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Still magical

Bhimsen Joshi, the legendary Kannadiga musician who made it big in the national music scene, mesmerised the City.

PANDIT BHIMSEN Joshi looked exhausted when he arrived in Bangalore on October 26. He was driven down via Hubli (he lives in Pune), and it seemed to bhaktas who saw him that morning that he wouldn't be able to sing for more than an hour. Happily, that apprehension vanished when he started singing at the Chowdaiah.

Joshi sang to a full house for a full three hours. He began with Puriya Kalyan, one of his, and his Kirana gharana's, favourite ragas. Since his last concert in Bangalore, the maestro has undergone a brain surgery, and lost the strength in his legs. He needs crutches and some help when he walks. On stage, he sat on a chair with a backrest, arranged in such a way that he was on the same level as his accompanists. For all the physical discomfort he now lives with, his voice has not lost its magic. Puriya Kalyan was the only raga in which he sang khayal compositions. After a slow-tempo piece in ek taal, he sang the dhrut composition "Bahut din beete beete". He delineated the raga, along contours familiar to his admirers, for nearly an hour. He then took up the thumri, "Piya bina nahi chain". This romantic number afforded him the opportunity to sing snatches of ragas Khamach, Kafi, Kalavati, and Jinjhoti. Then came a Purandaradasa composition, "Daya maado ranga".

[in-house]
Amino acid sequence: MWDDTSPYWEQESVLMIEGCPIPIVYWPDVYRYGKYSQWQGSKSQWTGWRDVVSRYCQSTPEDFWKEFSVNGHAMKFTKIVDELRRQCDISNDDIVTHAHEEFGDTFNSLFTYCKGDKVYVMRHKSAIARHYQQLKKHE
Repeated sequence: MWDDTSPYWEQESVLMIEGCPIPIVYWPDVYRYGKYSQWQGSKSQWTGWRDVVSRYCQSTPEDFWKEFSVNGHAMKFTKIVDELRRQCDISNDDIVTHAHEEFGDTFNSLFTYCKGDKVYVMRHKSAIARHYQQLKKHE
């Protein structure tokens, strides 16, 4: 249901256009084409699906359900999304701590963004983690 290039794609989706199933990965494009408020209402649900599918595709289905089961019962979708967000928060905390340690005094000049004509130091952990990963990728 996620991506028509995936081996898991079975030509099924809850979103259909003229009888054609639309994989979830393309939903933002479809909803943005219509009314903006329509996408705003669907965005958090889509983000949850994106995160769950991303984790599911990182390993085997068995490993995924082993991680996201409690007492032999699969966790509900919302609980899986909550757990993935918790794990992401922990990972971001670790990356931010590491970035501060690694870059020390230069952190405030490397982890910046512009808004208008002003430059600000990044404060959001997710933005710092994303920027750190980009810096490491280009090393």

After a 20-minute interval, Joshi came back to sing "Bhagyada lakshmi baramma", another Purandaradasa composition he has popularised in a tune of his own. He had difficulty remembering the words, and sang line after belated line, a little distracted by his lapse of memory. His son Shrinivas backed him up and sang the pallavi, providing a young counterpoint to his father's deep voice.

The concert had more bhakti compositions coming. Joshi sang the Marathi abhang "Teertha vitthala", and for the conclusion, chose the Hindi bhajan in raga Bhairavi, "Jo bhaje hari ko sada". While there was nothing in his voice that betrayed his 84 years, Joshi was not at his improvisational best. The spiralling taans that could render listeners breathless were missing. Yet no one was complaining, for this was an opportunity to watch a genius at work, an opportunity to hear one of the world's most influential musicians. If anything, the concert was a reminder that age does not spare even the magnificent.

S.R.R.

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